Thursday, June 18, 2015 [Tweets] [Favorites]

Introduction to WebKit Content Blockers

Benjamin Poulain:

The reason we are unhappy about the JavaScript-based content blocking extensions is they have significant performance drawbacks. The current model uses a lot of energy, reducing battery life, and increases page load time by adding latency for each resource. Certain kinds of extensions also reduce the runtime performance of webpages. Sometimes, they can allocate tremendous amounts of memory, which goes against our efforts to reduce WebKit’s memory footprint.

It is an area were we want to do better. We are working on new tools to enable content blocking at a fraction of the cost.

One new feature, we are developing allows describing content blocking rules in a structured format ahead-of-time, declaratively, rather than running extension-provided code at the moment a decision about blocking needs to be made. This model allows for WebKit to compile the ruleset into a format that’s very efficient to apply to loads and page content.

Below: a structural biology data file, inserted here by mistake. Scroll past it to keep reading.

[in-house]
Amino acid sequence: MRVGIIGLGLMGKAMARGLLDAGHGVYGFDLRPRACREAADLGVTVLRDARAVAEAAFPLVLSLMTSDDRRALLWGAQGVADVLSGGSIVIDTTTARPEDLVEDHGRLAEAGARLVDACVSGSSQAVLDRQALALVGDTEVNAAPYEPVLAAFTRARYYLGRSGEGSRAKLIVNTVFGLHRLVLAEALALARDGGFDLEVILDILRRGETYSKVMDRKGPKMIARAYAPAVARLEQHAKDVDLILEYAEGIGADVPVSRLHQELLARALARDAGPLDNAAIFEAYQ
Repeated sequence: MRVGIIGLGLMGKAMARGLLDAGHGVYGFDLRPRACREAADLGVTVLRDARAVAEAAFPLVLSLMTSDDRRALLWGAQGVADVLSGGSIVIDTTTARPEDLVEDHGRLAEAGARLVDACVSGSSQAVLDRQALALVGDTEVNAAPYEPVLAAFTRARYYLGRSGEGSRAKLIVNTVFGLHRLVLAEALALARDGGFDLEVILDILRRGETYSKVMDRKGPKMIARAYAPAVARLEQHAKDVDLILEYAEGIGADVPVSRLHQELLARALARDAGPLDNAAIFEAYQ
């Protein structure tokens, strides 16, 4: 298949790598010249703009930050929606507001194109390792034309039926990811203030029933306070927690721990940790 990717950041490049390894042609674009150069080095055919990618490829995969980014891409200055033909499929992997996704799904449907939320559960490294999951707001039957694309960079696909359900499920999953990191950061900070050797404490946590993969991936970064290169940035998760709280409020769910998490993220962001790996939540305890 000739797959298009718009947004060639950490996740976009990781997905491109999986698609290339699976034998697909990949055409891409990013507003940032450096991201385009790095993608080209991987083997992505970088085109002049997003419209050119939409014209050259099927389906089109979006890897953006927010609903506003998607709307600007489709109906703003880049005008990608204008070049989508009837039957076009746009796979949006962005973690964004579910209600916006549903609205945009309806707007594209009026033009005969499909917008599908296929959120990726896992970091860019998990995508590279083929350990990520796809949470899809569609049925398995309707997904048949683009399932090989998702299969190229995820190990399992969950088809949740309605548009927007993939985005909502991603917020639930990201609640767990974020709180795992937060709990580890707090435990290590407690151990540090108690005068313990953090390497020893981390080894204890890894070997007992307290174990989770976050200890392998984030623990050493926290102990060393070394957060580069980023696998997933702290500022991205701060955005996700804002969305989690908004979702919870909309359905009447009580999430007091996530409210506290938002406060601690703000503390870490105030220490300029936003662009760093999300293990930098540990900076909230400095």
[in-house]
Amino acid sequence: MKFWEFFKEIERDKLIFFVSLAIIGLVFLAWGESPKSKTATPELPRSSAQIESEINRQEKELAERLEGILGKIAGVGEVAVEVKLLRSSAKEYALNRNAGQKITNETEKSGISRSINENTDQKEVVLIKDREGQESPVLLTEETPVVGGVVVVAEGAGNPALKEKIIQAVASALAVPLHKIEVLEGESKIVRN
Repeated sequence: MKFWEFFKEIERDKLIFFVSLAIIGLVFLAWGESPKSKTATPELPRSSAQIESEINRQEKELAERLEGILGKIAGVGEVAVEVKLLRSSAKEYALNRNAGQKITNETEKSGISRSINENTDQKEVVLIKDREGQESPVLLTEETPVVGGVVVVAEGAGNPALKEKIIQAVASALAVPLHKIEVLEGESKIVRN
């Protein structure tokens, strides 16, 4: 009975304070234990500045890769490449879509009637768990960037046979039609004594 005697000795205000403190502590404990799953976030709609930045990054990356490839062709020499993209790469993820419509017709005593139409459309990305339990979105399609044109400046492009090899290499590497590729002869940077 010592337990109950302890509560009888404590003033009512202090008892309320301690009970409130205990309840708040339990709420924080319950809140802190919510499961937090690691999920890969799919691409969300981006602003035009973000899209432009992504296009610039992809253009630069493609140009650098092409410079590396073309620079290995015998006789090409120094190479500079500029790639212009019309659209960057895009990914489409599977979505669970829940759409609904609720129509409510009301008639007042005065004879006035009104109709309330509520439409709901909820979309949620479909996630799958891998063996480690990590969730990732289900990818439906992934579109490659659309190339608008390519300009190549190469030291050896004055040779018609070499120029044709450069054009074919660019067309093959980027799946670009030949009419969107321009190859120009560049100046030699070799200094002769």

Nick Heer:

This new extension point seems to smooth over these issues in a really nice way. Not only will this improve performance, I can now have ShutUp on my iPhone, too, and block the humungous JavaScript files so many sites use these days.

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